from The American Heritage® Dictionary of the English Language, 4th Edition

  • n. A person or thing of great size.
  • n. A person or thing of extraordinary power, significance, or importance: a giant in the field of physics; automotive industry giants.
  • n. Greek Mythology One of a race of humanlike beings of enormous strength and stature who were destroyed in battle with the Olympians.
  • n. A being in folklore or myth similar to one of these beings.
  • adj. Marked by exceptionally great size, magnitude, or power: a giant wave; a giant impact.

from Wiktionary, Creative Commons Attribution/Share-Alike License

  • n. A mythical human of very great size
  • n. Specifically, any of the Gigantes, the race of giants in the Greek mythology.
  • n. A very tall person.
  • n. A tall species of a particular animal or plant.
  • n. A star that is considerably more luminous than a main sequence star of the same temperature (eg. red giant, blue giant).
  • n. An Ethernet packet that exceeds the medium's maximum packet size of 1,518 bytes.
  • n. A very large organisation.
  • adj. very large

from the GNU version of the Collaborative International Dictionary of English

  • adj. Like a giant; extraordinary in size, strength, or power
  • n. A man of extraordinari bulk and stature.
  • n. A person of extraordinary strength or powers, bodily or intellectual.
  • n. Any animal, plant, or thing, of extraordinary size or power.

from The Century Dictionary and Cyclopedia

  • n. In classical mythology, one of a divine but monstrous race, children of Uranus (Heaven) and Gæa (Earth), and personifying destructive physical phenomena, as those of volcanic origin.
  • n. Some other imaginary being of human form but superhuman size: as, Giant Despair, in Bunyan's “Pilgrim's Progress.”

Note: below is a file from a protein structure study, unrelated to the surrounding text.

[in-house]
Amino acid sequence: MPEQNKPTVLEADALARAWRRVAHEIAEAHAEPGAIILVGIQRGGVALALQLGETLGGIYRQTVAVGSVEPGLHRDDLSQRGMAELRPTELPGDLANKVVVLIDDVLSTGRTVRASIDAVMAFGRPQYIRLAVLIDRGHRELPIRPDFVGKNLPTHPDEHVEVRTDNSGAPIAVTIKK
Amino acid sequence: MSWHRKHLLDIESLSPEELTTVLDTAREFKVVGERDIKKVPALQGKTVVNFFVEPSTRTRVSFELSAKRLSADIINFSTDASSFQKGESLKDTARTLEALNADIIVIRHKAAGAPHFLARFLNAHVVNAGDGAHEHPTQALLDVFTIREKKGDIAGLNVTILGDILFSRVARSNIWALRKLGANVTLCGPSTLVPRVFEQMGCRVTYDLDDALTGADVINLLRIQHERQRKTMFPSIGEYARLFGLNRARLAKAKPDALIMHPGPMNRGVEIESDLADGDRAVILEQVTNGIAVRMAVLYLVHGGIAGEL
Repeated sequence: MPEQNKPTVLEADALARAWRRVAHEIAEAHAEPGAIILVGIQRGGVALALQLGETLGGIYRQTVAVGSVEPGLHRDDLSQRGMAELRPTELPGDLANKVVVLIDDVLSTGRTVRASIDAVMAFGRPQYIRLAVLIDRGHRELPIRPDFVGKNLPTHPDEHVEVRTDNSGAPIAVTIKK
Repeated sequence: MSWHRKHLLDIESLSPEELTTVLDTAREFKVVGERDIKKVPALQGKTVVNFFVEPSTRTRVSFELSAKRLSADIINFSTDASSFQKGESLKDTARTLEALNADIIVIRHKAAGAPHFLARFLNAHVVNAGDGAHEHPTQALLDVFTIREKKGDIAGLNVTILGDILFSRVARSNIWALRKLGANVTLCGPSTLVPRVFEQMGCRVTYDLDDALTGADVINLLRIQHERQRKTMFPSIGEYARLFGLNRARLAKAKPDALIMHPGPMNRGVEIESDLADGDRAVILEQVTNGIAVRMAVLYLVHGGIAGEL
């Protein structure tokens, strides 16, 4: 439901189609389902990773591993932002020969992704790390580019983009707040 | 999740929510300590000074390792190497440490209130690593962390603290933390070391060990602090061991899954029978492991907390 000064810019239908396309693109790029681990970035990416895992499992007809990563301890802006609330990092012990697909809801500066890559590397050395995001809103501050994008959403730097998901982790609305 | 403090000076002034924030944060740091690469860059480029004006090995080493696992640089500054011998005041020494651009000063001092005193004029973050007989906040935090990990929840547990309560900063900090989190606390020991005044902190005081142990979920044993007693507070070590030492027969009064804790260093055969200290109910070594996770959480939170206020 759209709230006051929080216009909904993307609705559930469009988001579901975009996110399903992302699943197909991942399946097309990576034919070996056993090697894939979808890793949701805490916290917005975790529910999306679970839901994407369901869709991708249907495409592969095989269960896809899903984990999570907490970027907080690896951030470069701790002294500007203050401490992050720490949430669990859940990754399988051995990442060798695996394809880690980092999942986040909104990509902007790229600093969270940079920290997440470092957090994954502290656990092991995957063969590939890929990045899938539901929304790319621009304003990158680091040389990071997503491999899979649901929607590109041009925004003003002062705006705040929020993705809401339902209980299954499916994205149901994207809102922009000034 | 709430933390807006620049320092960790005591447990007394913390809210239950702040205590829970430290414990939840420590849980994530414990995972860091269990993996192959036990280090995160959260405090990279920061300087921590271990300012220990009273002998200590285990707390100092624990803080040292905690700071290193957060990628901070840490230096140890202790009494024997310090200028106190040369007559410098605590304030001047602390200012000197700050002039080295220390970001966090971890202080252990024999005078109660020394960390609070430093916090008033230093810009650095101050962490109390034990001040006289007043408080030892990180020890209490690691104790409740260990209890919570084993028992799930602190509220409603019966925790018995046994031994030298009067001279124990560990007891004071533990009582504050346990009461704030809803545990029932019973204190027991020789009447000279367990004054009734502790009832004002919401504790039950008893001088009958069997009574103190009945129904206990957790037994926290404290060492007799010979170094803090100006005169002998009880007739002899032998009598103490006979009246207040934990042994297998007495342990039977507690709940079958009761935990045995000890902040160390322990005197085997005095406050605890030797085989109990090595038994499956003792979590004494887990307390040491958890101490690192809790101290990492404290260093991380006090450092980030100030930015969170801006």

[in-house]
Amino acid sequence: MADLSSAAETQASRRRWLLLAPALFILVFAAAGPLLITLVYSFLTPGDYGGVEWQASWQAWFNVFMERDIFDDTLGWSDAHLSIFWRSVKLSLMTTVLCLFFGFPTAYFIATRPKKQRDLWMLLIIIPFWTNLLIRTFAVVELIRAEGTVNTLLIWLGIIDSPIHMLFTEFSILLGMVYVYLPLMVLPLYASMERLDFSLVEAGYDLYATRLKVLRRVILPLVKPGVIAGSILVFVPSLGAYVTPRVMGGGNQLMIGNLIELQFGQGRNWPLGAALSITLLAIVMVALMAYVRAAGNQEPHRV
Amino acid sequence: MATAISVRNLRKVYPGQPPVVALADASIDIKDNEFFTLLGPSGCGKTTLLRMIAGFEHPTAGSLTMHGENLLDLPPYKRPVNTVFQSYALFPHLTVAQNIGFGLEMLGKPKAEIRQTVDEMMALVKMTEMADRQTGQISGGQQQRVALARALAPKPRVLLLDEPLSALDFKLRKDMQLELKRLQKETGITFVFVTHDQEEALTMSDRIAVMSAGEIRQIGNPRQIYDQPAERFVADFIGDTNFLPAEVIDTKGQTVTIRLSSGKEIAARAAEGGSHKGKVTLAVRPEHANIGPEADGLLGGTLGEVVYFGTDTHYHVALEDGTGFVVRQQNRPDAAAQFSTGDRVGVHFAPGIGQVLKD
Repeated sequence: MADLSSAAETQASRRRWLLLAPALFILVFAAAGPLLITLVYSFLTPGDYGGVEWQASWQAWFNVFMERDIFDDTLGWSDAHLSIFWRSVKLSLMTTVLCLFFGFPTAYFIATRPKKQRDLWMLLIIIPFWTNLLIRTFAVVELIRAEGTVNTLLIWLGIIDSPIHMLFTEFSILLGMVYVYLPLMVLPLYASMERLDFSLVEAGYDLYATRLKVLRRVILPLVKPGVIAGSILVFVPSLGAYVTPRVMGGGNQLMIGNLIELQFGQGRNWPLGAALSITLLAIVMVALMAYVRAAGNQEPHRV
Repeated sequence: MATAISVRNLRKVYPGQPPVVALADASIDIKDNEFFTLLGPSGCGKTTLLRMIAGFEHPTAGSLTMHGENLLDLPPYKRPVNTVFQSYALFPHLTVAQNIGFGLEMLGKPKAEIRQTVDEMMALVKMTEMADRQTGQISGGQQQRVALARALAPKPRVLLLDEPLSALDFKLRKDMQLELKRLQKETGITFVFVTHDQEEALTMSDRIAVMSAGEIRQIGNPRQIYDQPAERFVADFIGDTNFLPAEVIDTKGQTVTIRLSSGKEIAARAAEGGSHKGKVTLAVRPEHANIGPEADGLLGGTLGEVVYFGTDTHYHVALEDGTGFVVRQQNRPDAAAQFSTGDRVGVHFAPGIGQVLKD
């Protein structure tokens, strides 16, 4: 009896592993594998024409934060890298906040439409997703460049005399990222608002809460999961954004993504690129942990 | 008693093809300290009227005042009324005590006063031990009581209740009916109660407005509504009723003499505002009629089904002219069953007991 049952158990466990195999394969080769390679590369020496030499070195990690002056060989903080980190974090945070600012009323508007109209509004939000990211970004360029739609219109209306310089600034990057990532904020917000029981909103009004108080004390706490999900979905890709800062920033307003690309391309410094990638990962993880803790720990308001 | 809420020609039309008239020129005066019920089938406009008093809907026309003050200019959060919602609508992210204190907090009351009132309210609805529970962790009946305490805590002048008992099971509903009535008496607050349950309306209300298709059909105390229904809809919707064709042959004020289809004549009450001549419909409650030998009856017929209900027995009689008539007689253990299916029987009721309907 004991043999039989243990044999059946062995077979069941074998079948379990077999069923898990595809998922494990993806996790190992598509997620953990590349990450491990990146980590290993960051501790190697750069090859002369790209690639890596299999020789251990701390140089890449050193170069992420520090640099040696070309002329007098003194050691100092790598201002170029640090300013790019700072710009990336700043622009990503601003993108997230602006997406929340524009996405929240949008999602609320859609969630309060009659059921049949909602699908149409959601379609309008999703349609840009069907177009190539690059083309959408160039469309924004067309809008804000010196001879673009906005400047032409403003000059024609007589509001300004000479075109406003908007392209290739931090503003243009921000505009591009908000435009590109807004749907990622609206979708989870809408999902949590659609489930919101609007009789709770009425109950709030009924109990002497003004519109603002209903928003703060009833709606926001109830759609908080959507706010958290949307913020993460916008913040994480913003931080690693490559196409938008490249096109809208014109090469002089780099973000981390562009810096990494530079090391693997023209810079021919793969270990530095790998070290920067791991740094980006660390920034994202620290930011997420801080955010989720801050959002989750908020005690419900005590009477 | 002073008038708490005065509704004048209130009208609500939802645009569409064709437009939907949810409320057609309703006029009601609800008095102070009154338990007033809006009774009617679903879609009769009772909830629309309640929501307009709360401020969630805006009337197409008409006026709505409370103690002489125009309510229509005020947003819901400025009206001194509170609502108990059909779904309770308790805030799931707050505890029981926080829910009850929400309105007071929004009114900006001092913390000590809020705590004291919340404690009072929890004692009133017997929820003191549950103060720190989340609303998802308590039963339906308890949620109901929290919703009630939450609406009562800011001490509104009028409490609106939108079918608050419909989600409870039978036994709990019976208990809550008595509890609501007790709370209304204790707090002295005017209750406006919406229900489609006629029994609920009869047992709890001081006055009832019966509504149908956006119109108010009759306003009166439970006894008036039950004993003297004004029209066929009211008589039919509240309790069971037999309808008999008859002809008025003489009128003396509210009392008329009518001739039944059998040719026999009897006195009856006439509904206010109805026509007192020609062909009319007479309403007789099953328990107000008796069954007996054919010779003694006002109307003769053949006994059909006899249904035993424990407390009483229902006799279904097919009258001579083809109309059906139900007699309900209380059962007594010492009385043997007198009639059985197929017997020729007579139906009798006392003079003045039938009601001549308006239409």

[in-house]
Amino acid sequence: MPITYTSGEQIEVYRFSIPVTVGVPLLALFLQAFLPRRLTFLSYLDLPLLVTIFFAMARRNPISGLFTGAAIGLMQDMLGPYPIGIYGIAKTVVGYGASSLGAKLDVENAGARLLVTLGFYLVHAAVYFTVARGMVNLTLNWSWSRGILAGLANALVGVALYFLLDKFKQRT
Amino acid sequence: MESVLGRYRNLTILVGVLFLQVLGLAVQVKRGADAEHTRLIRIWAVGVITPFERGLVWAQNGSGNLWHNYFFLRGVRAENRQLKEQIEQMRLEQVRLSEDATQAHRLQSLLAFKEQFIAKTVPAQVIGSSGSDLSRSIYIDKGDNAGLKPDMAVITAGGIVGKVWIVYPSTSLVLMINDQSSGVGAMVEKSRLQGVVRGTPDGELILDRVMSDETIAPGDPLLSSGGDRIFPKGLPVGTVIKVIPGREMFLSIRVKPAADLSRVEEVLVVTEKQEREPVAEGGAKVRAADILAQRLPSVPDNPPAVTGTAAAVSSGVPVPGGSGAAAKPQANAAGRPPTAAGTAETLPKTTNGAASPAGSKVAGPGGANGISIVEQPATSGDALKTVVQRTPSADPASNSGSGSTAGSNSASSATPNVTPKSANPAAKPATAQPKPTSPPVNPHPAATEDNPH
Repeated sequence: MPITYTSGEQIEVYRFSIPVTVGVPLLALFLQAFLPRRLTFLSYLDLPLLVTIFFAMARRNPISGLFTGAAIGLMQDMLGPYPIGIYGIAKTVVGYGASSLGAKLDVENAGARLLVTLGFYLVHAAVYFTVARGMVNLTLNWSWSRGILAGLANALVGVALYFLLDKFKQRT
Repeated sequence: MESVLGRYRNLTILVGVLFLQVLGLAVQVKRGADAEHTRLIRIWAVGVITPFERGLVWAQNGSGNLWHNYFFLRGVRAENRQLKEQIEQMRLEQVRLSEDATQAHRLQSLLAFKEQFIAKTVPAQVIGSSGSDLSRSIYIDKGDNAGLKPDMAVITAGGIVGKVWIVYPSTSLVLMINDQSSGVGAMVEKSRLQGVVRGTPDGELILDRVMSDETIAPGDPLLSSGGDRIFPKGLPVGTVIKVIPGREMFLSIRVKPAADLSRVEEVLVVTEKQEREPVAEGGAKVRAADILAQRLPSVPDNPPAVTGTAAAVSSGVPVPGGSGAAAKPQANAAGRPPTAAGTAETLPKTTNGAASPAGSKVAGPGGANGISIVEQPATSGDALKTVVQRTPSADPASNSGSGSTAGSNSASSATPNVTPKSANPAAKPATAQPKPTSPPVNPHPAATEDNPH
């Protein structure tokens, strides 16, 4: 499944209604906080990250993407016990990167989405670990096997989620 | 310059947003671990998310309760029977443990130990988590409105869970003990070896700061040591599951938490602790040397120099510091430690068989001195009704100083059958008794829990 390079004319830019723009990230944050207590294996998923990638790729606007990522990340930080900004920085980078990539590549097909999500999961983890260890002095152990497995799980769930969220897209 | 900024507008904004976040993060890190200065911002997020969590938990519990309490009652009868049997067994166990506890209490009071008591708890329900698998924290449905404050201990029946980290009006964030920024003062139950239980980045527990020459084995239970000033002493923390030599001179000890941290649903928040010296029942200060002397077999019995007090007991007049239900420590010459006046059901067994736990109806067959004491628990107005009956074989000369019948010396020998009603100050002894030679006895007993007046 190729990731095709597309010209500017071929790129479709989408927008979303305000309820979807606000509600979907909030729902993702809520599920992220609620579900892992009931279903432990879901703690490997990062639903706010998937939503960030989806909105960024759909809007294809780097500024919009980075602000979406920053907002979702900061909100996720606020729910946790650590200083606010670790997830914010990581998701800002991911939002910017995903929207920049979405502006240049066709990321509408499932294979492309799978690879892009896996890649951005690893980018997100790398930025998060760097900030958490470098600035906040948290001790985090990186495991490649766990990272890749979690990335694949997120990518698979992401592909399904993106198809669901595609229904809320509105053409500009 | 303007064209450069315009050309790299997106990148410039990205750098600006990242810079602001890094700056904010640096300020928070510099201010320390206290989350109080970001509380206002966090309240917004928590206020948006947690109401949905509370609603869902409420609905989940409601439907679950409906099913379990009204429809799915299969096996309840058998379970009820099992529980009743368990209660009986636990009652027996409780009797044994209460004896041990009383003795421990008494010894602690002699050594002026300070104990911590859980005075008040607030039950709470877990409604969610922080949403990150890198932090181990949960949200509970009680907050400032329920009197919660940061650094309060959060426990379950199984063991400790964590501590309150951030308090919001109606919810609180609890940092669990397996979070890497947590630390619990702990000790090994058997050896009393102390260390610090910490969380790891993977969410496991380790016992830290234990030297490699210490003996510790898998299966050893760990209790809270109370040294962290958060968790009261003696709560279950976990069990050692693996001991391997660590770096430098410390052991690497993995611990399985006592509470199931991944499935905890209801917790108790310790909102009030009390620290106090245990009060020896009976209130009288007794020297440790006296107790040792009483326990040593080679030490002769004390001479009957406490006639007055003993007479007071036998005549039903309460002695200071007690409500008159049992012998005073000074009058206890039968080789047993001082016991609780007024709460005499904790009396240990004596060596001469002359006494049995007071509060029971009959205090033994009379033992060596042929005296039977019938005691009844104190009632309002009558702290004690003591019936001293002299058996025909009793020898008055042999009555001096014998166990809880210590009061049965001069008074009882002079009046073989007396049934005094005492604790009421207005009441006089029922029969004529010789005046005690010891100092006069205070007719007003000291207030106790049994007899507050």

• n. Figuratively, a person of unusual size or of extraordinary powers, physical or mental.
  • Gigantic; of extraordinary size or force, actual or relative: as, “the giant world,” ; a giant intellect.
  • n. In gold-mining, a large nozle used to direct the powerful streams employed in hydraulic work. See cut under hydraulic.

from WordNet 3.0 Copyright 2006 by Princeton University. All rights reserved.

  • n. a very large person; impressive in size or qualities
  • n. someone or something that is abnormally large and powerful
  • n. a person of exceptional importance and reputation
  • n. an unusually large enterprise
  • adj. of great mass; huge and bulky
  • n. any creature of exceptional size
  • n. an imaginary figure of superhuman size and strength; appears in folklore and fairy tales
  • n. a very bright star of large diameter and low density (relative to the Sun)


from The American Heritage® Dictionary of the English Language, 4th Edition

Middle English, from Old French geant, jaiant, from Vulgar Latin *gagās, *gagant-, from Latin gigās, from Greek.

from Wiktionary, Creative Commons Attribution/Share-Alike License

From Ancient Greek γίγας (gigas, "giant"), Middle English geant, from Old French geant, gaiant (Modern French géant) from Vulgar Latin *gagās, gagant-, from Latin gigās, gigant-. Cognate to giga- ("1,000,000,000").


  • As Brazil prepares to elect a successor to President Luiz Inacio Lula da Silva on Oct. 31, the Latin American giant is widely considered an economic success story among emerging markets.

    Brazilian scientists turning nation into an agro-power

  • Well who now doesn't remember the phrase "giant sucking sound"?

    Paul Tullis: What Obama Forgot About Change in Washington

  • "I hate to disappoint the world," he continued, "but the term giant doesn't really fit."

    NYT > Home Page

  • The pizza giant is also considering launching the new pizza recipe in some international markets.

    Domino's Offers Deal to Increase Check Size

  • We have to be grateful for the fact that this giant is a democracy and one that is friendly towards us, ready to help its friends.

    Forward the Anglosphere?

  • Let the lion and the lamb, says Germany, let the giant and the dwarf fight it out alone; the giant is my partner.

    The War

  • As John makes the rounds, greeting old friends and charming new neighbors, opening week at 601 Union has Marie happily reeling from what she describes as a "giant love fest."

    SFGate: Don Asmussen: Bad Reporter

  • And then at a certain point, toward the end of their lives, they become much bigger, up to 100 times the size, and become what we call giant stars.


  • You don't often find a club referring to itself as "sleeping," even if the adjective is followed by the word "giant."

  • Now that's what you call a giant PR slip-up THIS is what happens when you miss a decimal point. | Top Stories


Log in or sign up to get involved in the conversation. It's quick and easy.

  • A banknote worth one million British pounds. Explanation here.

    January 26, 2013

  • giANT

    April 25, 2008